Morgan Stanley is facing a lawsuit filed by the brother of a deceased client over a dispute about the rightful beneficiary of that client’s individual retirement account.
The case — which involves a posthumously discovered document and a handwriting expert — presents a cautionary tale for financial advisors whose clients don’t have a beneficiary form on record.
The lawsuit was filed by Lance Tittle, the brother of Kent Tittle, a Morgan Stanley client who died in April last year.
The claimant alleges his late brother disinherited his ex-wife and their two children, leaving Kent Tittle's entire estate to Lance Tittle.
But Morgan Stanley has no record of a designated beneficiary on Kent Tittle’s IRA account, leaving the presumed beneficiaries as Kent Tittle’s children or his estate, the lawsuit alleges.
But a copy of a form designating Lance Tittle as the beneficiary of the account and signed by his brother was found at the late brother’s house, the lawsuit alleges.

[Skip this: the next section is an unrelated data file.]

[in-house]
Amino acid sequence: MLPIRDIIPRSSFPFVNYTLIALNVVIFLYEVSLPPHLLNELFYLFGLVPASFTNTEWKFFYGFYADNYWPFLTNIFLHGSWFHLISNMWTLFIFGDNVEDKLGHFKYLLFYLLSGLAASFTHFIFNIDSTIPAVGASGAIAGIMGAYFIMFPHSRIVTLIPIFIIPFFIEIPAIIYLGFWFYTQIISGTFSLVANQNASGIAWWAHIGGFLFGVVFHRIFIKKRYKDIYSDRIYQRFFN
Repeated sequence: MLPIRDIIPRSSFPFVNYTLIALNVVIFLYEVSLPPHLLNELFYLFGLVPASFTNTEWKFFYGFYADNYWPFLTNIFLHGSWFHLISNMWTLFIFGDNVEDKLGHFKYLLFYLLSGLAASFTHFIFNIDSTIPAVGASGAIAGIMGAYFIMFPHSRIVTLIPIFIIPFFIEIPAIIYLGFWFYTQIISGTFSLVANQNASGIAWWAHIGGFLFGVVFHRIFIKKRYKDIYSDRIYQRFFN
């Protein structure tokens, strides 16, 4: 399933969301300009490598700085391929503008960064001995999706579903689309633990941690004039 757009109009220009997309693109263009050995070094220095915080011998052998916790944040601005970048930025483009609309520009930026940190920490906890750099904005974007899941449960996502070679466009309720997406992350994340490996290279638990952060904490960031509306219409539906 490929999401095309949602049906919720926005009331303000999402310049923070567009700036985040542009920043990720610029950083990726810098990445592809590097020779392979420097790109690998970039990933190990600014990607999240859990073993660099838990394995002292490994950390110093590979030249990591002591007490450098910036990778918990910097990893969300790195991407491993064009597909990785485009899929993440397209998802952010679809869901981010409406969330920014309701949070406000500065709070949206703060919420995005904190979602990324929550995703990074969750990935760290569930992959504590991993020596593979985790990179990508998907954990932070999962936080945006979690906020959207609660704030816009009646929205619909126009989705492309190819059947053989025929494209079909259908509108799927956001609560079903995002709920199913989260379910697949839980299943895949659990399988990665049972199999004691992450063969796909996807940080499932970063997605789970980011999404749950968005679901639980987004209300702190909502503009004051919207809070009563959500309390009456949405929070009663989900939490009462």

Lance Tittle hired an expert who verified “the genuineness of the handwriting,” the lawsuit states.
Meanwhile, Morgan Stanley has refused to identify Lance Tittle as the account beneficiary unless a court orders it to do so, the lawsuit states.
The lawsuit, filed in a Pennsylvania state court, is pending.
Neither a Morgan Stanley spokesperson nor Lance Tittle’s attorney, Pottstown, Pa.-based David Allebach of Yergey Daylor Allebach Scheffey Picardi, returned FA-IQ’s request for comments.